On February 26 of next year, playing in a hall with seating for 1,500 people, the New York Philharmonic will be in a position to answer both questions. Or, at least, they will be in a position to force the despicable North Korean dictator Kim Jong Il to listen to Antonín Dvořák’s “New World” symphony and George Gershwin’s An American In Paris. Not everyone thinks that this is a good idea. No voice is more compelling than Terry Teachout’s, who writes not from the position of foreign policy analyst but as a music critic, a man devoted to art. In his recent op-ed in the Wall Street Journal, he asks a series of devastating questions:
What would you have thought if Franklin Roosevelt had encouraged the Philharmonic to accept an official invitation to play in Berlin in the spring of 1939? Do you think such a concert would have softened the hearts of the Nazis, any more than Jesse Owens’s victories in the 1936 Olympics changed their minds about racial equality? Or inspired the German people to rise up and revolt against Adolf Hilter? Or saved a single Jewish life?
Sometimes, rhetorical questions can have an odd way of answering each other. Every question in Teachout’s interrogation drives a lance straight through Georg Dreyman’s Panglossian musing. They also make it difficult to believe that the question I posed at the beginning of this piece could ever be answered in the affirmative. Nevertheless, it is still worthwhile to speculate as to what might happen on that evening in Pyongyang, now that the invitation has been accepted.
As to the political effects that the Philharmonic’s visit will cause, a worst-case scenario might involve Kim kidnapping the entire orchestra. This is plausible, since Kim has already proven himself to be mad enough to kidnap his favorite South Korean director, Shin Sang-Ok, in 1978, and hold him and his wife hostage for eight years. Kim’s advisers, however, might convince him that risking war with the United States might not be the best strategic option at this time. A more realistic fear might involve a shift in the international community’s perception of the United States: We’ll be a hit in Europe, but China, the key regional power, might think, “A year ago, the North Koreans tested a nuke; today, the Americans are serenading them.” This is also Teachout’s fear (as well as the title of his article)that Kim Jong-Il will transform the concert into a propaganda victory for himself, and convince, if not the world, at least his own citizens (who already literally worship him) that the best musicians in America have traveled across the world to serenade a god.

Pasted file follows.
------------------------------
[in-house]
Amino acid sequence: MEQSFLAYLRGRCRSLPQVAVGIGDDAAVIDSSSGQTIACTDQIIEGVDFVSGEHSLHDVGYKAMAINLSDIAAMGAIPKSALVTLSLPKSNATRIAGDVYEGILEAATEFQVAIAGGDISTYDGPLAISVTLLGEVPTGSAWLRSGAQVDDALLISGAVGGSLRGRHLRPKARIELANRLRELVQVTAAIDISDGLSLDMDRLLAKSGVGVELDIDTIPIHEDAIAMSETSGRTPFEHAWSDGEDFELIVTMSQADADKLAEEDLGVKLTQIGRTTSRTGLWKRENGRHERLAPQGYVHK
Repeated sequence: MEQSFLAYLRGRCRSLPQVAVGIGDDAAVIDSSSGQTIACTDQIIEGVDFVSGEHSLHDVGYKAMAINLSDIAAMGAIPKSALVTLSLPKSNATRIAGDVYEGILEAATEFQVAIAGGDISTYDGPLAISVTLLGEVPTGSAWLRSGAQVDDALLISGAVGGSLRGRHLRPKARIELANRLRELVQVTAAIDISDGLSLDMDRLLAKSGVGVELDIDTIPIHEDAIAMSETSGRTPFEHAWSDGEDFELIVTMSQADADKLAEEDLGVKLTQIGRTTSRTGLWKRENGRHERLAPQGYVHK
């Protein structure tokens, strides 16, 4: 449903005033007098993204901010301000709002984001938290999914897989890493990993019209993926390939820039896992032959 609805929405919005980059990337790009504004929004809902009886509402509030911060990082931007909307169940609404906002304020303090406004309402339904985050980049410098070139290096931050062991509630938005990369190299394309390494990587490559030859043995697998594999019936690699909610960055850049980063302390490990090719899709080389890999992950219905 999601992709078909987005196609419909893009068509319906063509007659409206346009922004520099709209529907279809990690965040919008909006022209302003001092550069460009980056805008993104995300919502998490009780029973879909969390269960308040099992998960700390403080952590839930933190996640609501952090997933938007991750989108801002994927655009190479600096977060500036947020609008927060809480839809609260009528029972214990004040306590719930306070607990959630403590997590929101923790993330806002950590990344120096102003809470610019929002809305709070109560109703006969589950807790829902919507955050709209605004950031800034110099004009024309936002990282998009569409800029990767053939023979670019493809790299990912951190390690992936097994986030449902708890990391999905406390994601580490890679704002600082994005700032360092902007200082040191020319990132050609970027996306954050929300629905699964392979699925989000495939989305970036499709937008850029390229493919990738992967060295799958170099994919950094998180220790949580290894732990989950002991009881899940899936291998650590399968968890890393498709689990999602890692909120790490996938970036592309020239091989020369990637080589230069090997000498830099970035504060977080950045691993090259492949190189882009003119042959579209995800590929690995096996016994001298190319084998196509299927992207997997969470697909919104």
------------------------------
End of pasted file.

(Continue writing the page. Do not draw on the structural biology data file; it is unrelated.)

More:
Assuming that the worst does not occur, however, it could be argued that, even without the Philharmonic’s visit, the Chinese might already be saying: “A year ago, the North Koreans tested a nuke. Today, the Americans are offering them carrots for disarmament.” Yet, whatever one thinks of the United States’ current diplomatic initiatives with Pyongyang, it is hard to argue against the most probable outcome of the Philharmonic’s visit: that the cultural exchange will essentially grant legitimacy to a rogue regime responsible for the deaths of 400,000 people in concentration camps, with an estimated 200,000 currently imprisoned (not to mention the estimated million or so deaths due to famine during the 1990s).
This is a more difficult issue, and poses a moral as well as a strategic dilemma. When Canadian pianist Glenn Gould visited the Russia of Khruschev, murder and injustice still reigned in the Soviet Union, but the Khruschev government was fully integrated into the international community. The same cannot be said for Kim’s regime. But the Philharmonic could convincingly argue (after the fact, for obvious reasons) that their mission is to serve the North Korean people and not to attenuate tensions between the United States and North Korea. They could do as Peter Hitchens did on a recent visit to North Korea, when he laid a wreath at the foot of one of Kim’s statues. In his stunning account titled “Prisoners in Camp Kim,” he confesses: “As I laid the equally obligatory and hideous flowers, I silently assured myself that I was doing so in memory of Kim’s many victims.”